Island of 1,000 Smiles: Cortes, Quadra, and Back
Last fall, Miles set off on a last-minute overnighter between three islands off the coast of British Columbia. With nothing more than ferry schedules as his guide, he savored the trip’s slow pace and took time to engage with friendly locals. Find photos, route details, and a reflection from his ride here…
Vancouver Island and British Columbia’s coastal mountains receive a lot of justified praise from outdoor enthusiasts, but the coast is also home to thousands of equally captivating islands. I can actually see several of them out my kitchen window, but for one reason or another, a trip to them has always evaded me. I’ve been talking about exploring more of them by bike for several years now, and last fall, it was finally time to make it happen. My original plan was to rally up a group of friends and ride bikes across Cortes and Quadra Island, but with no set date and cool fall weather approaching, I decided to take advantage of a warm weekend a few months back and ride the loop solo. While not overly ambitious, this would be my first time on Cortes Island, which can be accessed via a 25-minute boat ride from Lund, just north of Powell River. Before long, I had arranged a boat ride from Powell River to Squirrel Cove, packed my tiny bike with camping gear, and was on my way past the Copeland Islands, Desolation Sound, and my drop-off point on the east side of Cortes Island.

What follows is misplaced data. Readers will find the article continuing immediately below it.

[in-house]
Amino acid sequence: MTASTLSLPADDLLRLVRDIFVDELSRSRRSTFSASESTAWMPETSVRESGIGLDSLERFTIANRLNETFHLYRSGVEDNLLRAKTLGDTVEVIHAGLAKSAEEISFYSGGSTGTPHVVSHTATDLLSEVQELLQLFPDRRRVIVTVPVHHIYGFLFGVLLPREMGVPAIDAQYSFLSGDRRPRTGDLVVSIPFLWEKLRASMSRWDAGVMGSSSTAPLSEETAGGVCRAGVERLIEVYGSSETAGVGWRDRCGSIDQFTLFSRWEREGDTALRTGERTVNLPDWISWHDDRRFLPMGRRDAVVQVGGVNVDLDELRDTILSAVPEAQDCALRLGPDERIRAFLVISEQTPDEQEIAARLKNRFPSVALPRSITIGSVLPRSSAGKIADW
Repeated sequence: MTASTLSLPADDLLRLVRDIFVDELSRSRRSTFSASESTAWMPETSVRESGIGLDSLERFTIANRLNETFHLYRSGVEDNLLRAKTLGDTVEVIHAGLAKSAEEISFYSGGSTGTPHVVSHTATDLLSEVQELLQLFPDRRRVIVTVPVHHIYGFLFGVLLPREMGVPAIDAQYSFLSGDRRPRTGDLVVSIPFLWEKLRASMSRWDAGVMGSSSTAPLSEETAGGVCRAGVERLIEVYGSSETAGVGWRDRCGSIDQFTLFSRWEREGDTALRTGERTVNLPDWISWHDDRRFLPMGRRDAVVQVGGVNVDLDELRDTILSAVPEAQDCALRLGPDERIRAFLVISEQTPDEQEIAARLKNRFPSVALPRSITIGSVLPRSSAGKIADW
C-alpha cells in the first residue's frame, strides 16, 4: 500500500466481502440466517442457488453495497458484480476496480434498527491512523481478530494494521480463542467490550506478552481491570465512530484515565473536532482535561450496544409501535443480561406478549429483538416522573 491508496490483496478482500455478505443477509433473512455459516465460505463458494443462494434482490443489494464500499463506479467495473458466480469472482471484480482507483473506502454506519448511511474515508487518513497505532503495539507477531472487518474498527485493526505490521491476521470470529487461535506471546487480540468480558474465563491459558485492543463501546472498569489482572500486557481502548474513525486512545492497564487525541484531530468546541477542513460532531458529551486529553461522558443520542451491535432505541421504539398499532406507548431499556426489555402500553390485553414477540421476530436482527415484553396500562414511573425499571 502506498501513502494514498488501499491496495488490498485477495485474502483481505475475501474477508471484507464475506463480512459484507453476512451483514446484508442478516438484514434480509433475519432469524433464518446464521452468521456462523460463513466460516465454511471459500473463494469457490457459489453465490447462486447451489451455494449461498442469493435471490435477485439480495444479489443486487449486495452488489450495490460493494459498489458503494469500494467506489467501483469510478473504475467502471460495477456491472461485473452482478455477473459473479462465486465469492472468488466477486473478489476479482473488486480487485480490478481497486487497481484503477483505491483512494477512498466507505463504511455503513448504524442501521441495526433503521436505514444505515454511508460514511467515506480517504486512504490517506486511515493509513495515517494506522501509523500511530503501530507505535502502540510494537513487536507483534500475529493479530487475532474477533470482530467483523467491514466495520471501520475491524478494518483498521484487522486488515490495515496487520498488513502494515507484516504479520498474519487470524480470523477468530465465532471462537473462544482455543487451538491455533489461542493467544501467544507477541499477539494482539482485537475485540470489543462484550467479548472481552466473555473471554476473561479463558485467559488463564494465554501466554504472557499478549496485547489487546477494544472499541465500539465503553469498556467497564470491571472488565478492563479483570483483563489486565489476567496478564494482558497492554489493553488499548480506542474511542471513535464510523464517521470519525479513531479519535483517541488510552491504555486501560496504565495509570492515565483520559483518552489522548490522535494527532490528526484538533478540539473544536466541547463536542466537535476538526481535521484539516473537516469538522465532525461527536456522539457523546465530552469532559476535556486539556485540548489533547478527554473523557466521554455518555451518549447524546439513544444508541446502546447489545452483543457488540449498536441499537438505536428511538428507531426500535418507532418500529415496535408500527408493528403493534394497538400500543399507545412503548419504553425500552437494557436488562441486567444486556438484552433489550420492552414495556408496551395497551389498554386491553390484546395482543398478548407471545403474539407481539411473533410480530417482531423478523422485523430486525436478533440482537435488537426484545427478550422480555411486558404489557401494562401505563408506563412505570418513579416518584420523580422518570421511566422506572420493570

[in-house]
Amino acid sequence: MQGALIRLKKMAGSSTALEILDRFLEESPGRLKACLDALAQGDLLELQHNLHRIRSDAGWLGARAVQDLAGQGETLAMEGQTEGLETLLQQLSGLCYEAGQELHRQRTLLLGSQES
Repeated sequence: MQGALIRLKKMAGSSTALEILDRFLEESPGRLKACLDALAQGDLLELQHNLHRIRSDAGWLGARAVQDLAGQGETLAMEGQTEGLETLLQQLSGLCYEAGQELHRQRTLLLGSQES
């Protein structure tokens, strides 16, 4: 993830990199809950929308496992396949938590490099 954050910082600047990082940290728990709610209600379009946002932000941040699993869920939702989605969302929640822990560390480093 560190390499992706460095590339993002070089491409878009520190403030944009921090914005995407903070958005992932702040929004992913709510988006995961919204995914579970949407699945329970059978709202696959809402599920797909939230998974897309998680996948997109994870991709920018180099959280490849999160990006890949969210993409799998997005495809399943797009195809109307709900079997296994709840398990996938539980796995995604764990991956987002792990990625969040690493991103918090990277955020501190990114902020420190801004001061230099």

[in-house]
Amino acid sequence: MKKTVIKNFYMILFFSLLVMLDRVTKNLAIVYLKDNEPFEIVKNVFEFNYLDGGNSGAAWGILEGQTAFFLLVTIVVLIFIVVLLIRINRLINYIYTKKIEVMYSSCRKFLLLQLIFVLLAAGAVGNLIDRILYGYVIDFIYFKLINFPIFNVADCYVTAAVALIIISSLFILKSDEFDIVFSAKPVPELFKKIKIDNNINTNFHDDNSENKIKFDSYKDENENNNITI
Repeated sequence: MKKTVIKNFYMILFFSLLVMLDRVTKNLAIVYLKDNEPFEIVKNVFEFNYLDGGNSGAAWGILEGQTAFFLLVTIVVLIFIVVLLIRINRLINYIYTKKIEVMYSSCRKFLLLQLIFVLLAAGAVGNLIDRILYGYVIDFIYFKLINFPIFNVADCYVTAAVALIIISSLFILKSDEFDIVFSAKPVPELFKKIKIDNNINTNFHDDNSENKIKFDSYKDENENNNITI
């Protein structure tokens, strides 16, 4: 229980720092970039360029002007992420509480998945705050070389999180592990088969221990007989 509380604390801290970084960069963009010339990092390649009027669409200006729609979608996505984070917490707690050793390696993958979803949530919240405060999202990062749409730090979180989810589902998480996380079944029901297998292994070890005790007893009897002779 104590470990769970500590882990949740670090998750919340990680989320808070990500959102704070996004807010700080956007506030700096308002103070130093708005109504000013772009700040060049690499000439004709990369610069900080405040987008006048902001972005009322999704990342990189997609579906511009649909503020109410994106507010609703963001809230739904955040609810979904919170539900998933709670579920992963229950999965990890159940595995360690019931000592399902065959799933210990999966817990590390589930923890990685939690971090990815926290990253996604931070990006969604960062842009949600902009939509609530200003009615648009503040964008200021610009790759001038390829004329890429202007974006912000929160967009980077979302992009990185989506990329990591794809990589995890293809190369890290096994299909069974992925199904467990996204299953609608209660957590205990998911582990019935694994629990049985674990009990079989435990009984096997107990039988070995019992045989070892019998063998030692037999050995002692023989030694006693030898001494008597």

The island itself is just 25 kilometers long and 13 kilometers wide, with the majority of roads and trails found on the lower two-thirds. There are a few small communities, as well as some shops and resorts, and it’s primarily accessed via ferry from Vancouver Island, with a connection across Quadra Island. For those coming from the Sunshine Coast, there are various private charter options to get to Cortes, setting riders up for an interesting little weekend loop. While most of Cortes is paved, there are a number of interesting side trails and spurs worth exploring, and Quadra is home to some of the best singletrack I’ve ridden on the coast, which provides many great options. Equipped with 20″ wheels, a front basket, and zero expectations, I set off feeling happy just to be outside.
Unlike the majority of my bikepacking trips, I followed a primarily paved route. It was a nice change of pace, and not having to be on the constant lookout for roots, rocks, and other trail hazards was relaxing. I took this opportunity to cruise around to the south end of Cortes Island instead of cutting straight across on Whaletown Road. My first side trip was down a trail to Hank’s Beach, a beautiful spot with impressive views of Bliss Landing, Desolation Sound, and the expansive range of coastal mountains. It felt amazing to soak up the warm fall sun for a few minutes by myself.